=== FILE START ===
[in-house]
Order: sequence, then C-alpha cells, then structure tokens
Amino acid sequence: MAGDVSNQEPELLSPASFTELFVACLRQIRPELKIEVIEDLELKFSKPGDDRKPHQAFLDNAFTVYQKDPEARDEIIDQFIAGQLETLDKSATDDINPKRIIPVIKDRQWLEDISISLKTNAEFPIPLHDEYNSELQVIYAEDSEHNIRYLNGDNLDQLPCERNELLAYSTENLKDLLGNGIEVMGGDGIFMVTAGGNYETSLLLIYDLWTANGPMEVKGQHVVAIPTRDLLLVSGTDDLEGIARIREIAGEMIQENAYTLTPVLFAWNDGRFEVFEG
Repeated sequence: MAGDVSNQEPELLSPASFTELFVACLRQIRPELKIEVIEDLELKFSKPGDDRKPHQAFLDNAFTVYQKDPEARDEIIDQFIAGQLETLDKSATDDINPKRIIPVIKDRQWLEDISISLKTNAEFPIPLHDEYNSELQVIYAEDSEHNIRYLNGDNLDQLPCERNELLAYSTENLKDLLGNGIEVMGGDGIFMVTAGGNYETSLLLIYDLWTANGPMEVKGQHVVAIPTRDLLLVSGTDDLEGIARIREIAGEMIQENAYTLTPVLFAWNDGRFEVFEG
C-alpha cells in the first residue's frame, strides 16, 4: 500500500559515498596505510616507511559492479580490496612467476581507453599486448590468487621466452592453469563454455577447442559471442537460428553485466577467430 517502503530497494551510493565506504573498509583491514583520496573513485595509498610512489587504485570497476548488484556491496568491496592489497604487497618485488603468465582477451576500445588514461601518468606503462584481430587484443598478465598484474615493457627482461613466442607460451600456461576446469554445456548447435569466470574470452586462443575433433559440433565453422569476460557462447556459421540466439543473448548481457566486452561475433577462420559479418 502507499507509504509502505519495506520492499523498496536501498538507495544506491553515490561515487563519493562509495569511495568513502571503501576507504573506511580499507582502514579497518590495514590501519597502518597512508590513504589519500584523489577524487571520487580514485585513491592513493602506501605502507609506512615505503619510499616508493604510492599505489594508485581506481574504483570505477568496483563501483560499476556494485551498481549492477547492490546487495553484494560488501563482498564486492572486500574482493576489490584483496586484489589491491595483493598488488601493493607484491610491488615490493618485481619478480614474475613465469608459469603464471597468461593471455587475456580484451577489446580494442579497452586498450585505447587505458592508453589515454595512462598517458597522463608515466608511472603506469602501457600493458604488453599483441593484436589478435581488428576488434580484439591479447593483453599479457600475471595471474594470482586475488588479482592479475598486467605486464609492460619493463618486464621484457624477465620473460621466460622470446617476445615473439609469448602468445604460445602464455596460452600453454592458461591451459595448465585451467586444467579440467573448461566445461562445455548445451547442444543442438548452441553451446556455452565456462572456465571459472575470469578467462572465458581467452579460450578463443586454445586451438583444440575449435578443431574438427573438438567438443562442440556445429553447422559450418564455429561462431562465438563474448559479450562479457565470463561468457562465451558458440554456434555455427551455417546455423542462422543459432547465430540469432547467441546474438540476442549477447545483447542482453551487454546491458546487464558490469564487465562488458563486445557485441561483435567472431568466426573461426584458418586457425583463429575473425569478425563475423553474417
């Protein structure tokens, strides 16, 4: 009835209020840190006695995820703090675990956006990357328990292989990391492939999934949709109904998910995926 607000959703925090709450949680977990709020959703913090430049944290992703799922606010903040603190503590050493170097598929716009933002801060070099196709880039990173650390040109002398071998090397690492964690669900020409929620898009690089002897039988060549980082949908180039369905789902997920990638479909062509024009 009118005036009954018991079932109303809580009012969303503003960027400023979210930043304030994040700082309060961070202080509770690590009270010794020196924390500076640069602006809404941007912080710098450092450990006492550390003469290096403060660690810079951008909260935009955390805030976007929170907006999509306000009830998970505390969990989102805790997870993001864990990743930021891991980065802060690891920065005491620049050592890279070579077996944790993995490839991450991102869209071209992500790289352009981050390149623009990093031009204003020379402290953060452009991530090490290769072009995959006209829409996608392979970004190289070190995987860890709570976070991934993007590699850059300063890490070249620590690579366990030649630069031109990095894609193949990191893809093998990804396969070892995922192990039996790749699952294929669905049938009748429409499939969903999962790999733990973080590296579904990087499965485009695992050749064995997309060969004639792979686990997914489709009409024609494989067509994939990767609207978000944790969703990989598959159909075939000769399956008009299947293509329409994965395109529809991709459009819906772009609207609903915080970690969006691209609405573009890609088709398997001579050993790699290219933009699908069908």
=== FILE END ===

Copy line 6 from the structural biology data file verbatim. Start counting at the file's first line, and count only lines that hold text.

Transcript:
């Protein structure tokens, strides 16, 4: 009835209020840190006695995820703090675990956006990357328990292989990391492939999934949709109904998910995926 607000959703925090709450949680977990709020959703913090430049944290992703799922606010903040603190503590050493170097598929716009933002801060070099196709880039990173650390040109002398071998090397690492964690669900020409929620898009690089002897039988060549980082949908180039369905789902997920990638479909062509024009 009118005036009954018991079932109303809580009012969303503003960027400023979210930043304030994040700082309060961070202080509770690590009270010794020196924390500076640069602006809404941007912080710098450092450990006492550390003469290096403060660690810079951008909260935009955390805030976007929170907006999509306000009830998970505390969990989102805790997870993001864990990743930021891991980065802060690891920065005491620049050592890279070579077996944790993995490839991450991102869209071209992500790289352009981050390149623009990093031009204003020379402290953060452009991530090490290769072009995959006209829409996608392979970004190289070190995987860890709570976070991934993007590699850059300063890490070249620590690579366990030649630069031109990095894609193949990191893809093998990804396969070892995922192990039996790749699952294929669905049938009748429409499939969903999962790999733990973080590296579904990087499965485009695992050749064995997309060969004639792979686990997914489709009409024609494989067509994939990767609207978000944790969703990989598959159909075939000769399956008009299947293509329409994965395109529809991709459009819906772009609207609903915080970690969006691209609405573009890609088709398997001579050993790699290219933009699908069908």